12. I guess it is their content and if they want to take their ball and go home it is their right. sure it threatens to piss off the end user, but it is a service they are providing, but in no way have to. so if they want to cut off their nose to spite their face it is their choice. they get to decide what content they release on DVD, what content they stream and we as consumers get to choose what we want to pay for, watch with ad support or what we jut bittorrent.

  13. “And I question the strength of our representation in these matters.”

    I continue to think your pessimism on the recent CableCARD decision is misplaced. Current management of the FCC has only been in place for about a year. And the recent decision reaffirmed their intent to see the 1996 law actually enforced.

    It all means the cableco’s are going to have a very short window to make tuning adapters work reliably, or they’ll find themselves with the IP backchannel actually mandated upon them.

    Last week’s decision wasn’t a total victory, but it was the first step toward a victory.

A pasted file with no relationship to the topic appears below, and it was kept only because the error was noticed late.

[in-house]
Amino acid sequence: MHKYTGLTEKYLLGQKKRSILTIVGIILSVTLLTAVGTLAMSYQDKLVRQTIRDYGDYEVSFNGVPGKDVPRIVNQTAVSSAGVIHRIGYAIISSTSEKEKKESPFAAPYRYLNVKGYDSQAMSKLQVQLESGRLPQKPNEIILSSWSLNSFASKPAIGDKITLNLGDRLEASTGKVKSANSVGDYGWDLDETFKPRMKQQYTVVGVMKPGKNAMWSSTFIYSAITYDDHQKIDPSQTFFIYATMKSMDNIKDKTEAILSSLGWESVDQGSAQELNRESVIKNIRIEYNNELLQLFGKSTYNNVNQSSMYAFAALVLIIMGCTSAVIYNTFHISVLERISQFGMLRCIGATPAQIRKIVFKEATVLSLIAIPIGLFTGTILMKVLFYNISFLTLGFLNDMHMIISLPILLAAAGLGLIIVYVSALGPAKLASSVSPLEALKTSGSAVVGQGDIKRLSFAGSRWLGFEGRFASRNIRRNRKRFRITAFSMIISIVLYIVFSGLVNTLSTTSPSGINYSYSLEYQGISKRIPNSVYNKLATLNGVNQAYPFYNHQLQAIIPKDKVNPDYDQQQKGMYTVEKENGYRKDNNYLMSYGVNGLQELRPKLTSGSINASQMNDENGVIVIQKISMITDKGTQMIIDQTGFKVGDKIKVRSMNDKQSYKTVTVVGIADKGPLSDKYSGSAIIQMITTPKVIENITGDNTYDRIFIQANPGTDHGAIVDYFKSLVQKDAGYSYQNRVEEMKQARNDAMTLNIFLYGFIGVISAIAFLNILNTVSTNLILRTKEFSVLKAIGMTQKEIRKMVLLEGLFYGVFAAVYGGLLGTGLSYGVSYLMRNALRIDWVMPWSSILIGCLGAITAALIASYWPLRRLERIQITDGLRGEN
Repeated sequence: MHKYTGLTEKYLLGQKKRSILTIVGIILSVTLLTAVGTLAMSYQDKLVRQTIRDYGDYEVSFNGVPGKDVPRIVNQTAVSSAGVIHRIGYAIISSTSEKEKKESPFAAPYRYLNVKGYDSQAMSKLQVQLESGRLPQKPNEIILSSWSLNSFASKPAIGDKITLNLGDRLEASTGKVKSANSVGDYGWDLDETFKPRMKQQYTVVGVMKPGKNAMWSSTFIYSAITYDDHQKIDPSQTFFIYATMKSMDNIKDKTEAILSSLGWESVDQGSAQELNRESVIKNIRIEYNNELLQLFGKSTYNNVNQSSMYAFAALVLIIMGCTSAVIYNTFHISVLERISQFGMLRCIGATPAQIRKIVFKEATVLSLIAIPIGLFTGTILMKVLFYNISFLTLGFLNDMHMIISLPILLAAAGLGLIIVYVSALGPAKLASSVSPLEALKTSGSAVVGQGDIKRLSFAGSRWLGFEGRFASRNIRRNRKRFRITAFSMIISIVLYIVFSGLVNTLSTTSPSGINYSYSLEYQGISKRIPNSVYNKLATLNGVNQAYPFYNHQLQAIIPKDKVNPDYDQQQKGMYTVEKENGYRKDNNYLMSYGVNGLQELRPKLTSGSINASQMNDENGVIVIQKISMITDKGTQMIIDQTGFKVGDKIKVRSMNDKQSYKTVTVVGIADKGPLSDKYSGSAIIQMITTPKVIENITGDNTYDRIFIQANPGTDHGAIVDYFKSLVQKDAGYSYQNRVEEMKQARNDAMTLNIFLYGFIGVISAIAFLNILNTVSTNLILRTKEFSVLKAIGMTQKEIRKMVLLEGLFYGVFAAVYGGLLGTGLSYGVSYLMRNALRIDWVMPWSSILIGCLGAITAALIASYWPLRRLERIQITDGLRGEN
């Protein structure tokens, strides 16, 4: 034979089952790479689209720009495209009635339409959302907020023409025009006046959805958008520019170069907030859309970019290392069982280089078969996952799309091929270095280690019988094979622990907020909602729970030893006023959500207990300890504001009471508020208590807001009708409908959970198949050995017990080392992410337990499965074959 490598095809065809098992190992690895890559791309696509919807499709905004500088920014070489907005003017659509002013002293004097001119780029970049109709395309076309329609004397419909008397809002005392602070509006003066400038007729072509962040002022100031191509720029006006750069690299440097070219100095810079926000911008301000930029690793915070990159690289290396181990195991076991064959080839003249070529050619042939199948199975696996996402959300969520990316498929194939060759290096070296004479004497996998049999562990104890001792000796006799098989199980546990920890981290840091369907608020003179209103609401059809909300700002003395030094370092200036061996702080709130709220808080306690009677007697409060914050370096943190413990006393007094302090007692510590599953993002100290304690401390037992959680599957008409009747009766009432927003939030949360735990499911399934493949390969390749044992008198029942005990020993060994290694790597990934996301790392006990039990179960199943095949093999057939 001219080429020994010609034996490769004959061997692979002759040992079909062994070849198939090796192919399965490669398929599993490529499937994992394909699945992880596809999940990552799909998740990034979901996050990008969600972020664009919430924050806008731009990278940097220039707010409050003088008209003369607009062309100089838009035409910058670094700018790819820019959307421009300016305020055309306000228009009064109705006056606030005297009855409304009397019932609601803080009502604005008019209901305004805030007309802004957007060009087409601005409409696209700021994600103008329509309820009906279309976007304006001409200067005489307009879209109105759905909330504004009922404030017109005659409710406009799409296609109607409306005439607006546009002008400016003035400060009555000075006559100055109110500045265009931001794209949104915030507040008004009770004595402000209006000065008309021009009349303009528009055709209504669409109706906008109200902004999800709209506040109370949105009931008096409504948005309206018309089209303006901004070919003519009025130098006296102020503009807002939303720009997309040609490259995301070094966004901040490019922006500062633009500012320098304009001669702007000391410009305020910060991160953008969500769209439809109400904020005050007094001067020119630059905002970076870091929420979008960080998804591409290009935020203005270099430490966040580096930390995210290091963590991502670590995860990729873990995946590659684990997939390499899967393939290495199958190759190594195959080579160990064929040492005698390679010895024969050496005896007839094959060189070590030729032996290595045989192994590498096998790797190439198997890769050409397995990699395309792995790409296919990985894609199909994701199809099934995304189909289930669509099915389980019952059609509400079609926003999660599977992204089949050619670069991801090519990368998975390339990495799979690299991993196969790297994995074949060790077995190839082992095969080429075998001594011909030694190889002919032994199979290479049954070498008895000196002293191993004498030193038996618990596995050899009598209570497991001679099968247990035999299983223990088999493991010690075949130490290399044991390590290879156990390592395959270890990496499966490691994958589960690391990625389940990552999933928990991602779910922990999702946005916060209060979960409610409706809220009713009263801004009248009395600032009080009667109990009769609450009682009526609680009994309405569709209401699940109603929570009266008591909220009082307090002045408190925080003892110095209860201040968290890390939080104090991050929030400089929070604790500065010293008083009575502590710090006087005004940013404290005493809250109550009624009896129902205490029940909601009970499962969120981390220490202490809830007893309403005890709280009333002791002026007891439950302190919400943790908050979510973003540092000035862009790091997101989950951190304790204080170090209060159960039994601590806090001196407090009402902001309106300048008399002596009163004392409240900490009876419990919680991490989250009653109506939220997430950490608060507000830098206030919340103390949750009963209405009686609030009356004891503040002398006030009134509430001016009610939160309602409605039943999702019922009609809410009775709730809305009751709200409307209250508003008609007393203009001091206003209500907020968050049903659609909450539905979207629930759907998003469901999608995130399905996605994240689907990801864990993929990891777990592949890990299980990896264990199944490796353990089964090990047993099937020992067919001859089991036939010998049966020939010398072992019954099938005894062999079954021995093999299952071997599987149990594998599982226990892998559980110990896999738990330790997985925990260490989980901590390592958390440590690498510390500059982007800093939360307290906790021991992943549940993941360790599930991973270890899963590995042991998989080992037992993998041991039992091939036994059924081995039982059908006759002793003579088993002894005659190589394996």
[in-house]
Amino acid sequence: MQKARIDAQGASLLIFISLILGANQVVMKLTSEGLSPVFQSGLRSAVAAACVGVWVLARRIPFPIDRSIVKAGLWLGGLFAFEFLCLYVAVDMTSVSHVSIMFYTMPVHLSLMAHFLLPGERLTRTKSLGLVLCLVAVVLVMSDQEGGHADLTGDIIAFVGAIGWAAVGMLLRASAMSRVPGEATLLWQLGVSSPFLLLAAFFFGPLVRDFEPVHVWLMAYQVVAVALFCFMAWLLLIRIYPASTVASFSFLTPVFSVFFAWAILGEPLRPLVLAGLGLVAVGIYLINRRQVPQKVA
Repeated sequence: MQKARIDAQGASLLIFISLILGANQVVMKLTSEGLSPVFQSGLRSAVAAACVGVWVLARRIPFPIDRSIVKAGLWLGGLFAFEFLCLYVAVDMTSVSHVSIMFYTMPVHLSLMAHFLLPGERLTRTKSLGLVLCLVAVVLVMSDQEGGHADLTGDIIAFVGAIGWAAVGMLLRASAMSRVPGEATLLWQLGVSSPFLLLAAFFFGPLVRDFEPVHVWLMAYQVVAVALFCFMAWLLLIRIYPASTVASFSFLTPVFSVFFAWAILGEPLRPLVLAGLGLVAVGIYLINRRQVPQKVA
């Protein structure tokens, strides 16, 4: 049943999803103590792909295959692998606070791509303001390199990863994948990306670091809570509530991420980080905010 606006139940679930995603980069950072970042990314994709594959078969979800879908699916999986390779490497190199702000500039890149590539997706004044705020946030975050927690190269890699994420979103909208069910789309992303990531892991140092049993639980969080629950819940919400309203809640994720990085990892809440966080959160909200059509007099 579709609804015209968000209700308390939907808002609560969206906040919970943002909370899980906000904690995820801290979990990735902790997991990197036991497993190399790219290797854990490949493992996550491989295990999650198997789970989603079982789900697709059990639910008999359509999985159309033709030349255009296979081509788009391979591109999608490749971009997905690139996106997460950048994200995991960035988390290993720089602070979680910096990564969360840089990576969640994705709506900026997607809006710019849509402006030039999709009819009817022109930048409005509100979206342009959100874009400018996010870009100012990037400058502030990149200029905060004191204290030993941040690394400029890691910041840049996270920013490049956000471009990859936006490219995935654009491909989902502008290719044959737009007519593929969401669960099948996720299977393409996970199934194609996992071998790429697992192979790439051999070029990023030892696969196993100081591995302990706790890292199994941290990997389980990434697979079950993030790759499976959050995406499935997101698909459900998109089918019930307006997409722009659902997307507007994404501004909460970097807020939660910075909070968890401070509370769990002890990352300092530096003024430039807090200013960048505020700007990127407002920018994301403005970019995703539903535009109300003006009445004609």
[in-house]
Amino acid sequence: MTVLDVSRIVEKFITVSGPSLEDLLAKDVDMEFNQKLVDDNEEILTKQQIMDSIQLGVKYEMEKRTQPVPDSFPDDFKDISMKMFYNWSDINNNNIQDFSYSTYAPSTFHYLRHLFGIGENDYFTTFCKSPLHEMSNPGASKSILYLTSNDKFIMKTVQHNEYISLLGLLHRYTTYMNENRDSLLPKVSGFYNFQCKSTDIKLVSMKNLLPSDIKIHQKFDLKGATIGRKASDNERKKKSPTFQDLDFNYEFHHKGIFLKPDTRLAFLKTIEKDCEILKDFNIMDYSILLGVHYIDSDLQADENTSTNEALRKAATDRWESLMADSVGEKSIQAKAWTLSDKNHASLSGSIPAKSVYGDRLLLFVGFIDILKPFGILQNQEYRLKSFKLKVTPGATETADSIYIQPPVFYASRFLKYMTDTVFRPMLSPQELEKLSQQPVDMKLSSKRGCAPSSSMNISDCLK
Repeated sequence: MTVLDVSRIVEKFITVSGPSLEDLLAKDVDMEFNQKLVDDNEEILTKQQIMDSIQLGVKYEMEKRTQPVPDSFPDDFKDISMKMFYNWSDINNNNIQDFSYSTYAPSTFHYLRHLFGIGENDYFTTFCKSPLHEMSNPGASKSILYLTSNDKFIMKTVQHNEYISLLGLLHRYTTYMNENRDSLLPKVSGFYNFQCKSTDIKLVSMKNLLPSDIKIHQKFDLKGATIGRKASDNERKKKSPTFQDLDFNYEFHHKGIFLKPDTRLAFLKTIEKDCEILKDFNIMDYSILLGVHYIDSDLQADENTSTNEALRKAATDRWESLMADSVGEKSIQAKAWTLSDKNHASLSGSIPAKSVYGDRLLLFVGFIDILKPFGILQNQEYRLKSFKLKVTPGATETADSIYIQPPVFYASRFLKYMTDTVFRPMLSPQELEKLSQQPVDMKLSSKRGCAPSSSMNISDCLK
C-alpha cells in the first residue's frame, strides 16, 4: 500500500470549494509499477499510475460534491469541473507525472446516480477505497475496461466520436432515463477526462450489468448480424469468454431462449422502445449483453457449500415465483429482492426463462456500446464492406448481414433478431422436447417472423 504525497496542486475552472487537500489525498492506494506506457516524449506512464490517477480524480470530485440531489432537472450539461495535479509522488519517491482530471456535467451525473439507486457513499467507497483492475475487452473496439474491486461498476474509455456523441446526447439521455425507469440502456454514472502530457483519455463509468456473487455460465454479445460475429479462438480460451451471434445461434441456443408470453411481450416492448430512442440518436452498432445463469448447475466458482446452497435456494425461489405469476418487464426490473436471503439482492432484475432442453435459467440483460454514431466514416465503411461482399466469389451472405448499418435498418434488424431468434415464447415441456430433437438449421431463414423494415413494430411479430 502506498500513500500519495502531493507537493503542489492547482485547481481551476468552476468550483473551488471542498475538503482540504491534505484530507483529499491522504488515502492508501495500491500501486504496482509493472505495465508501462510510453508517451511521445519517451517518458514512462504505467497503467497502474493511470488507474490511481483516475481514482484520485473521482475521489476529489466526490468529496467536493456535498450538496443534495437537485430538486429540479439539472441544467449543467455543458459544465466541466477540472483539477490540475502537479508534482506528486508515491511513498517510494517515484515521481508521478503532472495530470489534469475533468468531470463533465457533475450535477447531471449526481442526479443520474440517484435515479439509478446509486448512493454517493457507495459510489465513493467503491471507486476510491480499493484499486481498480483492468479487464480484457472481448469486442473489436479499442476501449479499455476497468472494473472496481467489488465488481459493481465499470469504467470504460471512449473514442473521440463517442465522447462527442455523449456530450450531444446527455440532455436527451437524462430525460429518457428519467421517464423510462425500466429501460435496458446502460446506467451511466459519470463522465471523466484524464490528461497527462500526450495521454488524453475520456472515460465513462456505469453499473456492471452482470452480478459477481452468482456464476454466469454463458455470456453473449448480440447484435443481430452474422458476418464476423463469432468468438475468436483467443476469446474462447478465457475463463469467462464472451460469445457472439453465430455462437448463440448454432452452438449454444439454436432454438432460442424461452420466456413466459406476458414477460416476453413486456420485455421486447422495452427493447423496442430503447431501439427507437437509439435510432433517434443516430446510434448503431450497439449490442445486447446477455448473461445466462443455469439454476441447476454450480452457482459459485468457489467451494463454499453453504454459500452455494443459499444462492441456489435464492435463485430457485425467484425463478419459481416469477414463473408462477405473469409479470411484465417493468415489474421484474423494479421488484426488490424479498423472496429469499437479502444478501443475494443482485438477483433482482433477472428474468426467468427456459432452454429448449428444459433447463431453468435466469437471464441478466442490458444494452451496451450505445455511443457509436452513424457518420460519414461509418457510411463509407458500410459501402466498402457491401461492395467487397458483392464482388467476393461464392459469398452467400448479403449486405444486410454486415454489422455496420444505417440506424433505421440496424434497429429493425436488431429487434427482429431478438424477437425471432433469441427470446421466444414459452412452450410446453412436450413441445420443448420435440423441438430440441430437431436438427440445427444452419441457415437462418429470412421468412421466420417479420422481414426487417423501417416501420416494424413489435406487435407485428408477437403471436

“Regardless, I think we’re in agreement that it’s a scary future to contemplate. We the paying consumers don’t have a whole lot of leverage in these equations.”

    Well, that’s why we have a government.

    There are big regulatory challenges coming. Hopefully, there are enough financial players with an interest in a “dumb pipe” future to help the folks who have an interest in the common good actually create such a future.

    (Of course, that’s why things like the Comcast/NBC merger are so pernicious. If the “pipe companies” become part of larger conglomerates, it creates a zaibatsu-style system that is more resistant to regulation.)

  14. This situation immediately led me to thoughts of the NFL and MLB exclusive broadcast rights and the fact that the stadiums are often subsidized in many ways by taxpayers. Also had me thinking about OTA tv. Why is cablevision paying hundreds of millions for something broadcast OTA already?

  15. Chucky, it’s not just their will I question, it’s their legislative capabilities. We seem collectively more litigious than 1996 and these guys have deep pockets. The Comcast/Bittorrent thing was enlightening…

    Jeremy, the tax-payer funded stadiums with league blackout restrictions (along with MNF moving to cable) has always puzzled me.